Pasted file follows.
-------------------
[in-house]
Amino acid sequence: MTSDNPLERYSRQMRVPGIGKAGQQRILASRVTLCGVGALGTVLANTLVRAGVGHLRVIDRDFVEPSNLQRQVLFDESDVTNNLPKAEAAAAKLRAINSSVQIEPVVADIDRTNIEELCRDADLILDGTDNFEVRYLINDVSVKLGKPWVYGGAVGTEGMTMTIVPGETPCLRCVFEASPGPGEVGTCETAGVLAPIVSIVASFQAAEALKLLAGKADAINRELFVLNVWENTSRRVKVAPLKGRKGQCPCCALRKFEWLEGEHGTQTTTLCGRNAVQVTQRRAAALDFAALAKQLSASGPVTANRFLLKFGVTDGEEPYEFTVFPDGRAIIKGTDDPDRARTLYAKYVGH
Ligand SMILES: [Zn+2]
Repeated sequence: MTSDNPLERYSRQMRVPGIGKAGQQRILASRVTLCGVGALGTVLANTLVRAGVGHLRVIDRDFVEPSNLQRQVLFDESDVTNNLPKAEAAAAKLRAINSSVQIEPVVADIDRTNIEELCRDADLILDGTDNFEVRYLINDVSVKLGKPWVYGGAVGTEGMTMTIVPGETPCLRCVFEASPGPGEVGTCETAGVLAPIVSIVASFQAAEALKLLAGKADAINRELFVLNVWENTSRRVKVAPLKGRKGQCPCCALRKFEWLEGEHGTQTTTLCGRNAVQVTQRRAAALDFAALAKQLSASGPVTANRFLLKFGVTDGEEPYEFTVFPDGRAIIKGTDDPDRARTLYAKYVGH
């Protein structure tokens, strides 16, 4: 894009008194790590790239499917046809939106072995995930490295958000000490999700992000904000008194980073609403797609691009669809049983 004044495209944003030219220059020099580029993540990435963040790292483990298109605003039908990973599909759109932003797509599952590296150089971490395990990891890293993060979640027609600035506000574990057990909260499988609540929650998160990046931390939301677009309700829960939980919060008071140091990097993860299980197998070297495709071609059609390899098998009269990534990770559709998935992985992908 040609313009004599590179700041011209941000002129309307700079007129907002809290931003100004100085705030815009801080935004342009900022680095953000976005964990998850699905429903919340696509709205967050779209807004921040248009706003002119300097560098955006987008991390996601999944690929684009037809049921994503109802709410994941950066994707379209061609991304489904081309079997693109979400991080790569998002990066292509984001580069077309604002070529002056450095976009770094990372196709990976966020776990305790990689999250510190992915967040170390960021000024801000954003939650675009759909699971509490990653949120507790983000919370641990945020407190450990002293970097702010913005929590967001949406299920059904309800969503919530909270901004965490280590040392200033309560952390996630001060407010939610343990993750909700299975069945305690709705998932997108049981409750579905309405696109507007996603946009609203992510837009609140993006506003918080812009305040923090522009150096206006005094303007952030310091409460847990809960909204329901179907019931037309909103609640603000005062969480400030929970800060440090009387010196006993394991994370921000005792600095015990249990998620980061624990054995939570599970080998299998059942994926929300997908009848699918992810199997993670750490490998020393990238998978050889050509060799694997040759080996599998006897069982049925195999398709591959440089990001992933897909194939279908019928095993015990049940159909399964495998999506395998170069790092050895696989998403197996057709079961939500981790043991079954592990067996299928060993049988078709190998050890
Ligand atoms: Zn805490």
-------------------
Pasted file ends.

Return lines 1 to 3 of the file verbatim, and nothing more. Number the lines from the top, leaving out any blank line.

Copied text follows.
[in-house]
Amino acid sequence: MTSDNPLERYSRQMRVPGIGKAGQQRILASRVTLCGVGALGTVLANTLVRAGVGHLRVIDRDFVEPSNLQRQVLFDESDVTNNLPKAEAAAAKLRAINSSVQIEPVVADIDRTNIEELCRDADLILDGTDNFEVRYLINDVSVKLGKPWVYGGAVGTEGMTMTIVPGETPCLRCVFEASPGPGEVGTCETAGVLAPIVSIVASFQAAEALKLLAGKADAINRELFVLNVWENTSRRVKVAPLKGRKGQCPCCALRKFEWLEGEHGTQTTTLCGRNAVQVTQRRAAALDFAALAKQLSASGPVTANRFLLKFGVTDGEEPYEFTVFPDGRAIIKGTDDPDRARTLYAKYVGH
Ligand SMILES: [Zn+2]